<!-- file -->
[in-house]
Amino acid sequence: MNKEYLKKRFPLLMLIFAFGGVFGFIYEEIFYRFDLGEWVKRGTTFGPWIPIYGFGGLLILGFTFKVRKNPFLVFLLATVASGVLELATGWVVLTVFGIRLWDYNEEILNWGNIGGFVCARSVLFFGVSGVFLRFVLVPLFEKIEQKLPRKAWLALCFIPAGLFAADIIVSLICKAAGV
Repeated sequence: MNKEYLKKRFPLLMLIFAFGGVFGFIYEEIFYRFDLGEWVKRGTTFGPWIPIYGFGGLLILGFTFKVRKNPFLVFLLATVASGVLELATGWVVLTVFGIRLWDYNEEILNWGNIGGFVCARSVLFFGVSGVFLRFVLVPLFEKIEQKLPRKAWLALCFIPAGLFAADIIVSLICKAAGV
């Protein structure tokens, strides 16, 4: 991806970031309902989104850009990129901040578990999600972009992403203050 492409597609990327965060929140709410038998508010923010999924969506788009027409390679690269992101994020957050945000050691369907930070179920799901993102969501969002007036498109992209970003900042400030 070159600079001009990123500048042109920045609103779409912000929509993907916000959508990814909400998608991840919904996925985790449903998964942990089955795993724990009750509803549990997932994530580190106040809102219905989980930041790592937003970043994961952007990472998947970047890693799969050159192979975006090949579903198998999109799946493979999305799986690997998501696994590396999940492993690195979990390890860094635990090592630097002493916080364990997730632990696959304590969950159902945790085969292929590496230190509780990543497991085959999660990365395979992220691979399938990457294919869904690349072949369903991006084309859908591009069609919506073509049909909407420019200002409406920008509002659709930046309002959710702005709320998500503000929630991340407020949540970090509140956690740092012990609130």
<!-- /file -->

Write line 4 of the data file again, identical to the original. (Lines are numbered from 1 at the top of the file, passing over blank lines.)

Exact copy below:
């Protein structure tokens, strides 16, 4: 991806970031309902989104850009990129901040578990999600972009992403203050 492409597609990327965060929140709410038998508010923010999924969506788009027409390679690269992101994020957050945000050691369907930070179920799901993102969501969002007036498109992209970003900042400030 070159600079001009990123500048042109920045609103779409912000929509993907916000959508990814909400998608991840919904996925985790449903998964942990089955795993724990009750509803549990997932994530580190106040809102219905989980930041790592937003970043994961952007990472998947970047890693799969050159192979975006090949579903198998999109799946493979999305799986690997998501696994590396999940492993690195979990390890860094635990090592630097002493916080364990997730632990696959304590969950159902945790085969292929590496230190509780990543497991085959999660990365395979992220691979399938990457294919869904690349072949369903991006084309859908591009069609919506073509049909909407420019200002409406920008509002659709930046309002959710702005709320998500503000929630991340407020949540970090509140956690740092012990609130």